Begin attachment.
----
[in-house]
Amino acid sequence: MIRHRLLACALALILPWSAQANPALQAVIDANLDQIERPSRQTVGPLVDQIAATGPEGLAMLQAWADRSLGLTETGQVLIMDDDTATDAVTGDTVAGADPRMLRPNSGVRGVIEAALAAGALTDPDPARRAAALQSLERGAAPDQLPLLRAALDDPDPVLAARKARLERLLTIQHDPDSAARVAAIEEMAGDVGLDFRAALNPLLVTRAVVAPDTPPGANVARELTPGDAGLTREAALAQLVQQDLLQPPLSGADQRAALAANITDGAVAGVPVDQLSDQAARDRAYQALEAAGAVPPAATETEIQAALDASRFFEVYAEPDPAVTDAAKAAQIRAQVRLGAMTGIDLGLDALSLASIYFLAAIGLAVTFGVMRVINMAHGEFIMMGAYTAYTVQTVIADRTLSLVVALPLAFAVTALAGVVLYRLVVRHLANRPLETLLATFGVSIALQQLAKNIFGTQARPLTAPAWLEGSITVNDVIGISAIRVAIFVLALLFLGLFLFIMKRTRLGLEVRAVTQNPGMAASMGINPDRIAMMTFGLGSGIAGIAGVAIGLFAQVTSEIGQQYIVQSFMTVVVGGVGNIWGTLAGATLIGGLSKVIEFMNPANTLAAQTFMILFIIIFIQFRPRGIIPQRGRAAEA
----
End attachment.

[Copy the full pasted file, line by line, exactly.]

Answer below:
[in-house]
Amino acid sequence: MIRHRLLACALALILPWSAQANPALQAVIDANLDQIERPSRQTVGPLVDQIAATGPEGLAMLQAWADRSLGLTETGQVLIMDDDTATDAVTGDTVAGADPRMLRPNSGVRGVIEAALAAGALTDPDPARRAAALQSLERGAAPDQLPLLRAALDDPDPVLAARKARLERLLTIQHDPDSAARVAAIEEMAGDVGLDFRAALNPLLVTRAVVAPDTPPGANVARELTPGDAGLTREAALAQLVQQDLLQPPLSGADQRAALAANITDGAVAGVPVDQLSDQAARDRAYQALEAAGAVPPAATETEIQAALDASRFFEVYAEPDPAVTDAAKAAQIRAQVRLGAMTGIDLGLDALSLASIYFLAAIGLAVTFGVMRVINMAHGEFIMMGAYTAYTVQTVIADRTLSLVVALPLAFAVTALAGVVLYRLVVRHLANRPLETLLATFGVSIALQQLAKNIFGTQARPLTAPAWLEGSITVNDVIGISAIRVAIFVLALLFLGLFLFIMKRTRLGLEVRAVTQNPGMAASMGINPDRIAMMTFGLGSGIAGIAGVAIGLFAQVTSEIGQQYIVQSFMTVVVGGVGNIWGTLAGATLIGGLSKVIEFMNPANTLAAQTFMILFIIIFIQFRPRGIIPQRGRAAEA